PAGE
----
Most independent filmmakers know their place in the world of cinema, and that’s comedy/dramas about uninteresting and aimless twenty-somethings. I kid. But the point is a lack of a real budget precludes the option of spectacle and name stars. Most indies stick with drama and comedy because both can be accomplished with little more than actors, a location and a script. Genre films by contrast, including action, science fiction and fantasy, are usually far out of reach of the independents.
But there’s a lot to be said for ambition, persistence and talent.
Jake (Jason Yee) works as a security guard/driver for strippers performing escort services out of The Naked Eye club. When he discovers one of the dancers murdered on his living room floor he sets out to find the man responsible and will stop at nothing until he does. Flashbacks of Jake’s introduction to and time spent with Sandy (Samantha Streets) build an emotional backstory alongside his present day search for her killer. He cuts a bloody swath through the city and leaves a trail of broken bodies, cigarette butts and wise ass comments in his wake.
“Fuck. That wasn’t supposed to happen.”
Jake is struggling beneath a million dollar gambling debt and flashbacks reveal his concern for the “whores” he’s transporting extends only as far as they paycheck he gets at the end of the week. His cold indifference gets a wake up call though as he finds himself growing closer to Sandy. She has a fresh face, an indomitable spirit and a heart of gold unique among prostitutes in the first three months of their employment. Jake’s older, colder and swears like a motherfucker, but these two opposites hit it off just in time for tragedy to sever what could have been. (It wouldn’t have been anyway, but that’s neither here nor there.)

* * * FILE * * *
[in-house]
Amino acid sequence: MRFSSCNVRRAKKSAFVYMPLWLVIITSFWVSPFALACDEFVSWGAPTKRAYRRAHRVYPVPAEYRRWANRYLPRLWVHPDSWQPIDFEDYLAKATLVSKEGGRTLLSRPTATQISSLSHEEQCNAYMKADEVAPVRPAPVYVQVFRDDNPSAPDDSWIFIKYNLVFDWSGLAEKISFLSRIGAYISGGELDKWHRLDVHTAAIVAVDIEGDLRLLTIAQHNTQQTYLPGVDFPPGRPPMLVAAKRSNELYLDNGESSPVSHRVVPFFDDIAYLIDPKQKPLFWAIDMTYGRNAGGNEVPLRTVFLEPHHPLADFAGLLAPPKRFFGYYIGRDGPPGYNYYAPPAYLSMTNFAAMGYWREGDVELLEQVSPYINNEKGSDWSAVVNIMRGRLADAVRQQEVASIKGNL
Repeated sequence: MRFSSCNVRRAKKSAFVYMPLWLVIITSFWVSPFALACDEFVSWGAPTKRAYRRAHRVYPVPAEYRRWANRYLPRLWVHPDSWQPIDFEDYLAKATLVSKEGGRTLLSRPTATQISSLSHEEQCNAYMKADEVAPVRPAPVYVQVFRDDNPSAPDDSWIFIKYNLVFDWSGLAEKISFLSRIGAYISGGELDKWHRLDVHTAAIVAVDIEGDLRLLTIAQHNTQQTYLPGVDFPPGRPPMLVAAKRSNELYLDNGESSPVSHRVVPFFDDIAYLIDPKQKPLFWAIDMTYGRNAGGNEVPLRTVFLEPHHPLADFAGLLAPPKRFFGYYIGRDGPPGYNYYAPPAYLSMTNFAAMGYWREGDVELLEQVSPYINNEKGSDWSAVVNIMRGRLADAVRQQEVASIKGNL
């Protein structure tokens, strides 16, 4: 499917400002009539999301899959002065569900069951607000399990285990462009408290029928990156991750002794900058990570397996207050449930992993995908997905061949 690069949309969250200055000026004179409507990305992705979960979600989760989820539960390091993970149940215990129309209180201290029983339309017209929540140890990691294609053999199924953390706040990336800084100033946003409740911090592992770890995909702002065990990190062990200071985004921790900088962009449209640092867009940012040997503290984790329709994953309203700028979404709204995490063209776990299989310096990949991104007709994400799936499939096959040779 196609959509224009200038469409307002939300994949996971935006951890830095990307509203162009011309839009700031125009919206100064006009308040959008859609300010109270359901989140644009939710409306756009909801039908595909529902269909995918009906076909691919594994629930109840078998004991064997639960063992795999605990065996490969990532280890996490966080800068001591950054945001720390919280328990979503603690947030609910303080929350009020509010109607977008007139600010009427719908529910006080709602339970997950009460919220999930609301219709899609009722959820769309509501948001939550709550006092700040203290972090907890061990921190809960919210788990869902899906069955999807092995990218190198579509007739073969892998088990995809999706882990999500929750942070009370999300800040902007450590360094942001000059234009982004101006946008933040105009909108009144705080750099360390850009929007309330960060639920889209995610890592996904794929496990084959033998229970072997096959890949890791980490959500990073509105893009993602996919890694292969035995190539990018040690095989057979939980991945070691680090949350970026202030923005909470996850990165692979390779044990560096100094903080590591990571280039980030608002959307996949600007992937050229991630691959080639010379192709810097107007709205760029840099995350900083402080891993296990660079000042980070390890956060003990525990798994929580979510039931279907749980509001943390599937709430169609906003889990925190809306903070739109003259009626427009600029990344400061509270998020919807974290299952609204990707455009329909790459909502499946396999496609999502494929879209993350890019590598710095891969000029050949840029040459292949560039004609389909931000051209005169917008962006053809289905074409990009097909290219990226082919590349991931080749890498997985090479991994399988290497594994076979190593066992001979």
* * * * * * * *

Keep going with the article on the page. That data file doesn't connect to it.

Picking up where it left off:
There’s nothing fresh in the story here, but Yee and co-writers Larry Madill and David Ren (who also directed) never really intended there to be. The movie opens and closes within the pages of an old pulp magazine, and the script’s simplicity fits those pages as designed. A beautiful innocent wronged, a rogues gallery of pimps, gangsters, and corrupt police officers, and an anti-hero who narrates it all through a cigarette smoke haze are the necessary basics for a pulpy noir, and the film gets an impressive amount of it right on its limited budget.
The real draw here though is what it adds to the already established formula. Yee is a martial artist, as presumably are several of the nameless henchmen he gets to fight here. There’s still some gun-play for purists, but fight fans will find a lot to enjoy here as Yee punches, kicks, chokes and breaks his opponents. It won’t make a highlight reel of best fights, but it’s fun and impressive enough. The filmmakers are clearly fans of Park Chan-wook‘s Old Boy too as one of the highlights here is a hallway fight shot in the style of that film’s famous one vs twenty scene. It’s set to Maurice Ravel’s “Bolero” and is both a fine homage and a pretty great fight in its own right.
Some of the action does lag though, and this is where budget clearly became a concern, as sequences in part or in whole play out at three quarter speed with the participants clearly not comfortable (or skillful) enough to fight full tilt. The choreography behind the brawls becomes transparent at that point and underwhelms considerably.
For all its grit and action, the movie does include a little bit of heart and a surprising sense of humor. Jake offers up some of the laughs, but most of them come courtesy of Simon (Ron Yuan, who also serves as the film’s fight choreographer). Pimp, strip club owner, and comic relief, Simon is a smart ass who values three things… money, a strong work ethic and animal crackers.
The Girl from the Naked Eye is a million dollar movie that could easily pass for five, and if that sounds like a back-handed compliment it’s intentional. Ren has crafted an impressive little film, but it’s with the caveat of being impressive for the money. It looks good, especially the interior scenes, but the outside world is largely absent. Genre fans should definitely seek it out (especially if you have the chance to catch it on the big screen), but the best thing to come from the film is a desire to see what Ren and friends do next… hopefully with an even bigger budget.
The Upside: Solid fight scenes for an indie; Jason Yee does a good job as the straight-faced hero; Old Boy tribute scene; Ron Yuan
The Downside: Parts of fights occasionally appear too slow and clearly choreographed; some questionable acting; story does nothing new; some animated blood; too many fake boobs
On the Side: Sasha Grey and Dominique Swain appear briefly. Too briefly.
The Girl from the Naked Eye opens in limited theatrical release on June 15th